The award comes with a modest cash prize, a one-of-a-kind glass sculpture and a professionally produced video highlighting the company, who we are and what we do best. This video is ours to use as we see fit in the promotion of the company and the ideals to which we strive. As with all accolades that we receive, we are fully aware that we could not do what we do without the support and love of the people who join us for performances and quickly become a part of the “family.” We share this award with you and look forward to celebrating with each and every one of you in the coming months and years as the fruits of this award ripen.
Ghost-Writer: A Rare Experience in the Hurly Burly of 2017
by Michael Bigelow Dixon, director of Ghost-Writer
We live in amplified times: the endless 24/7 news cycle, the infinity of social media, even Mother Nature is increasing her volume to 11. Exhausting, yes, but within this avalanche of events and commentary are voices of the people caught up in political intrigues, social justice movements, and humanitarian efforts—and their actions provide the defining stories of our age … or so it would seem.
There is another kind of story, though, that focuses on the internal life of people who find themselves grappling with questions of meaning, relationships, and actions that can’t be reduced to a headline or meme. Their struggles are filled with ambiguity, complexity, and mystery, and their stories are necessary for our times as well, because real progress results not from amplification—who can shout louder than anyone else—but from introspection, reflection and honest self-assessment that leads to actions consistent with values.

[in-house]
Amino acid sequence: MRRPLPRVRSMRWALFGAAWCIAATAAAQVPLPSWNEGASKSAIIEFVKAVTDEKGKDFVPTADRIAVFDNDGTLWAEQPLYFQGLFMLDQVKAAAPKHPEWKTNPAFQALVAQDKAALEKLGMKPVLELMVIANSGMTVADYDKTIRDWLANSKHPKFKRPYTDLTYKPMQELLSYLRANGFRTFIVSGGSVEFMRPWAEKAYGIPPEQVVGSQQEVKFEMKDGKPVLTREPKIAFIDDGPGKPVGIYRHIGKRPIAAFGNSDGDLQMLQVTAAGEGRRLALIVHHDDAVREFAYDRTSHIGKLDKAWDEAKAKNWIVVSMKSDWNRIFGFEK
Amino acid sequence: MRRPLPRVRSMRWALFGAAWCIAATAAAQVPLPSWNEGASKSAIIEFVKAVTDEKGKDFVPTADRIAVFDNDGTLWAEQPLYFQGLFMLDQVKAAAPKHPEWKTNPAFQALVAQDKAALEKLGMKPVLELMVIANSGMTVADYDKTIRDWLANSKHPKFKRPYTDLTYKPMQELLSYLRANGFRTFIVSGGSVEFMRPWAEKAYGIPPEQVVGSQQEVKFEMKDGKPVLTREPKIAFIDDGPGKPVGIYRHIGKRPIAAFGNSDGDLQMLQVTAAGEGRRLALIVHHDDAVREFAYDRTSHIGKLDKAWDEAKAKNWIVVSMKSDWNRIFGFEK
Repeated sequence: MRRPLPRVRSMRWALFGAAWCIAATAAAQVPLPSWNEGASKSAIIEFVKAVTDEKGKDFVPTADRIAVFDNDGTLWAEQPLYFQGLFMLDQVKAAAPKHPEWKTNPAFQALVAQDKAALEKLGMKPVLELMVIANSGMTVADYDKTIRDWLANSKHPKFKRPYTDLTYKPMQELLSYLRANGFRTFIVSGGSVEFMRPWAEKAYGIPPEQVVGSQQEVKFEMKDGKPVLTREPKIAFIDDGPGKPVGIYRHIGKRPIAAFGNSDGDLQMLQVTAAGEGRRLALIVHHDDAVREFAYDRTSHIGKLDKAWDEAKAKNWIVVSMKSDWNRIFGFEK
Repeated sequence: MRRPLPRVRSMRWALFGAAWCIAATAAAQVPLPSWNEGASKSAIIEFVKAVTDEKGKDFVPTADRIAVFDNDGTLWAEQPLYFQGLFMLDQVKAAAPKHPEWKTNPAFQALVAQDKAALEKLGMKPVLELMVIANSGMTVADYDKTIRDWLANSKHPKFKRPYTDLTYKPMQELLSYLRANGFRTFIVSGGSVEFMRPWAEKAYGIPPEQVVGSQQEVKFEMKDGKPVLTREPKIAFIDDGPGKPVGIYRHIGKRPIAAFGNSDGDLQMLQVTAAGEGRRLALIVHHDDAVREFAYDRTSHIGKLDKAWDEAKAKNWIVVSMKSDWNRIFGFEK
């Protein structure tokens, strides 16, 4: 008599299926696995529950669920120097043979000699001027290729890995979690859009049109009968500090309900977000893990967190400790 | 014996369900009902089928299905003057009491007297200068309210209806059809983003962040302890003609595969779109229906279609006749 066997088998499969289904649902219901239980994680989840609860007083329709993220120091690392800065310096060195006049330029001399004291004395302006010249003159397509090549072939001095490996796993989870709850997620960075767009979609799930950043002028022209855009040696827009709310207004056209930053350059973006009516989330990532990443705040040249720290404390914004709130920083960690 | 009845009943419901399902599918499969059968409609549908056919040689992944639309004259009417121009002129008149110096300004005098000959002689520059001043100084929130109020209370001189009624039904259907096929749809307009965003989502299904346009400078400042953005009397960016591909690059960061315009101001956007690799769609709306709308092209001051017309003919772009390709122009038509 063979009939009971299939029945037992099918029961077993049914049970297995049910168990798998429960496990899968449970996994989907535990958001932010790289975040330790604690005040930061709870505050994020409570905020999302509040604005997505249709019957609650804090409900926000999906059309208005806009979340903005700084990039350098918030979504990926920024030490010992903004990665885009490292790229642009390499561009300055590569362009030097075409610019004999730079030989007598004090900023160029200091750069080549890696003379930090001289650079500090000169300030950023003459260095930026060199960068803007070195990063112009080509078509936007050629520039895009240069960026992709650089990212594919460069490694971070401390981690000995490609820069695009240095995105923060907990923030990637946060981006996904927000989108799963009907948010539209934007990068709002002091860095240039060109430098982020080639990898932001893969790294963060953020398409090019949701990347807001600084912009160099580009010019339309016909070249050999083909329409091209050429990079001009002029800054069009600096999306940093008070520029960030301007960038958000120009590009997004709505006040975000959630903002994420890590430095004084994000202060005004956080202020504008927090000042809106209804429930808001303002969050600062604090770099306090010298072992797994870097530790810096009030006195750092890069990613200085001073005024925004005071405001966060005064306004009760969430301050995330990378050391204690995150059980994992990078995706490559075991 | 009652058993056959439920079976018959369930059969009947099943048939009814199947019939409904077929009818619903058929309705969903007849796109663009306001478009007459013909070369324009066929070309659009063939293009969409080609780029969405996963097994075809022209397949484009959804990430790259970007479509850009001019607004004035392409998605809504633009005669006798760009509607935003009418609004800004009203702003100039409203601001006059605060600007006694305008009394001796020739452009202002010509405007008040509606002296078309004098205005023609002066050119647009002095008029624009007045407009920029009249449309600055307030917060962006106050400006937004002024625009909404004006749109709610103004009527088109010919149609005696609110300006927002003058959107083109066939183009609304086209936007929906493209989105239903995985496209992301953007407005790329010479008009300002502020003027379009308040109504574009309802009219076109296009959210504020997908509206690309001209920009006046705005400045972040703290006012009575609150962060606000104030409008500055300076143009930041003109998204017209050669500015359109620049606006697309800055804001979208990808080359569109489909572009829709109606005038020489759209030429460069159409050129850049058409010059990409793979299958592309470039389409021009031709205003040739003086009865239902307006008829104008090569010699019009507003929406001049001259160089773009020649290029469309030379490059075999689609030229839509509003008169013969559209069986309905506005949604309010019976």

Michael Hollinger’s Ghost-Writer offers this second kind of story. Our protagonist, Myra Babbage, must come to terms with her creative powers as she completes a novel supposedly authored by a deceased novelist. Set in 1919, a year before women won the right to vote in the United States, Myra’s struggle embodies the politics of her time. Her personal crisis regarding creative agency is further complicated by love, loyalty, and a deep dedication to the art form of writing. As one might expect of a play in which a writer works in a room alone—along with ghosts and memories that inhabit the space—this is a quiet play, and the action of explaining her strange circumstance leads to her final breakthrough—or is it breakdown—or both?